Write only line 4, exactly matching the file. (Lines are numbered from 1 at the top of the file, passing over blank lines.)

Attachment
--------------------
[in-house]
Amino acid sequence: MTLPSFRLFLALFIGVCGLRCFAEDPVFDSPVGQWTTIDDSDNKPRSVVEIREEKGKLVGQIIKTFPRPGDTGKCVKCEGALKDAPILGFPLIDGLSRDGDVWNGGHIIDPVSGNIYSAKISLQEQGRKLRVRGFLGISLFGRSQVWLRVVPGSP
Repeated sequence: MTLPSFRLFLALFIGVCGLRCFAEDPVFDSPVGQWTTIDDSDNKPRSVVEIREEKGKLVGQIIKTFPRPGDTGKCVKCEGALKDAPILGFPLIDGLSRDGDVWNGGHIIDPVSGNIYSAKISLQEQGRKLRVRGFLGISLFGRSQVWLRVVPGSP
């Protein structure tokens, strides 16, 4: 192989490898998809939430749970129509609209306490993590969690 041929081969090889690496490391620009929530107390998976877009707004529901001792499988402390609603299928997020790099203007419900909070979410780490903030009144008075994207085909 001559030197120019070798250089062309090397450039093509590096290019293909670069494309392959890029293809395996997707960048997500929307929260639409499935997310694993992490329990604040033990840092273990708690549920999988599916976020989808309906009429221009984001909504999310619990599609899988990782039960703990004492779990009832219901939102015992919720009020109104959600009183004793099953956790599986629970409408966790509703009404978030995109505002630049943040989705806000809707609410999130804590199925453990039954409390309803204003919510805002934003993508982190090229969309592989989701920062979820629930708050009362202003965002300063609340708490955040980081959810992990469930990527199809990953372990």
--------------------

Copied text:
């Protein structure tokens, strides 16, 4: 192989490898998809939430749970129509609209306490993590969690 041929081969090889690496490391620009929530107390998976877009707004529901001792499988402390609603299928997020790099203007419900909070979410780490903030009144008075994207085909 001559030197120019070798250089062309090397450039093509590096290019293909670069494309392959890029293809395996997707960048997500929307929260639409499935997310694993992490329990604040033990840092273990708690549920999988599916976020989808309906009429221009984001909504999310619990599609899988990782039960703990004492779990009832219901939102015992919720009020109104959600009183004793099953956790599986629970409408966790509703009404978030995109505002630049943040989705806000809707609410999130804590199925453990039954409390309803204003919510805002934003993508982190090229969309592989989701920062979820629930708050009362202003965002300063609340708490955040980081959810992990469930990527199809990953372990």